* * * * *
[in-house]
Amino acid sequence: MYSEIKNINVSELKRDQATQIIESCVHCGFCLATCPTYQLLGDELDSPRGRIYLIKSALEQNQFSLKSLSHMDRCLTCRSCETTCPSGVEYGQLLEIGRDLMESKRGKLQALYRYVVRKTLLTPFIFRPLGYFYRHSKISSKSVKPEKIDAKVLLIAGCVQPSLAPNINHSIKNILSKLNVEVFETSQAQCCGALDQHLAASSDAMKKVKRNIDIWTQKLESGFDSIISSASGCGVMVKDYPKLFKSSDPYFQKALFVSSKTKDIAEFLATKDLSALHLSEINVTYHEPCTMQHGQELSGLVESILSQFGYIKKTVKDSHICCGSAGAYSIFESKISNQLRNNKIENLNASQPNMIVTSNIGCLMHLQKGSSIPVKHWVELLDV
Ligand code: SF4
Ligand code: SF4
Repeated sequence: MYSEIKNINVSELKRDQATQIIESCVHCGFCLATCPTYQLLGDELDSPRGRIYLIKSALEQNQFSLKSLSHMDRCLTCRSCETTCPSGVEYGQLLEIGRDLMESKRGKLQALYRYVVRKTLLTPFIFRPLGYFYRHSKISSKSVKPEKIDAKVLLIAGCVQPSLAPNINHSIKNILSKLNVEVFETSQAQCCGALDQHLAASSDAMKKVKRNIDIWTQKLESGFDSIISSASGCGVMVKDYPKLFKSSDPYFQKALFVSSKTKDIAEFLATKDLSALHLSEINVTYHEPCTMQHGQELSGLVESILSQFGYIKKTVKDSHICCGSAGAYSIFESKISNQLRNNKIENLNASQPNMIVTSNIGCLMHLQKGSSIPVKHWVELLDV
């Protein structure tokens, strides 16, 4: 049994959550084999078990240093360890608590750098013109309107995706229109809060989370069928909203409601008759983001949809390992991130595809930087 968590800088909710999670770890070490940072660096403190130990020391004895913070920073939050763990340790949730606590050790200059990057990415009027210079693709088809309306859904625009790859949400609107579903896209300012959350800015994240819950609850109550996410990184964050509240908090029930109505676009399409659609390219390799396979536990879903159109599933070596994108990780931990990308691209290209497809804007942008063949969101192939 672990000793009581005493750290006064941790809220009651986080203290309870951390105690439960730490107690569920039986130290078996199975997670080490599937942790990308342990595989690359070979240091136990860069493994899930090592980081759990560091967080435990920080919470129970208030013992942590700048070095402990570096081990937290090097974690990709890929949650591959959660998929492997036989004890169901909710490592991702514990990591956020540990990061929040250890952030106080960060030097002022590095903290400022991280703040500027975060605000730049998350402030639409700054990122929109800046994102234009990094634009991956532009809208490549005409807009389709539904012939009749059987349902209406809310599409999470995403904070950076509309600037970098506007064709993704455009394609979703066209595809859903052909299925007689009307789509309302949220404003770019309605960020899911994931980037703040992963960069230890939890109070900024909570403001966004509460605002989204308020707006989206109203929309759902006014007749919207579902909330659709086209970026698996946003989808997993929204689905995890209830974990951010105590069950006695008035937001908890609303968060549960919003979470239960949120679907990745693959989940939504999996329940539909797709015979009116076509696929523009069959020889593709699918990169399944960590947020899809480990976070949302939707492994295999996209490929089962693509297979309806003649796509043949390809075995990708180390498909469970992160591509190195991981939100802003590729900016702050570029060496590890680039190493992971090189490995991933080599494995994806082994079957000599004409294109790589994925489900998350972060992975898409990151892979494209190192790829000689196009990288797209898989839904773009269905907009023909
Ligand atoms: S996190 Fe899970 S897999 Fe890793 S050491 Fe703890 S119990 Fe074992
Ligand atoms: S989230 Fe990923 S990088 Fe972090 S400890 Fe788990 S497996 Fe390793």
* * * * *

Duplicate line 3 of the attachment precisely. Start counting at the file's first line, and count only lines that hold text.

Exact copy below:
Ligand code: SF4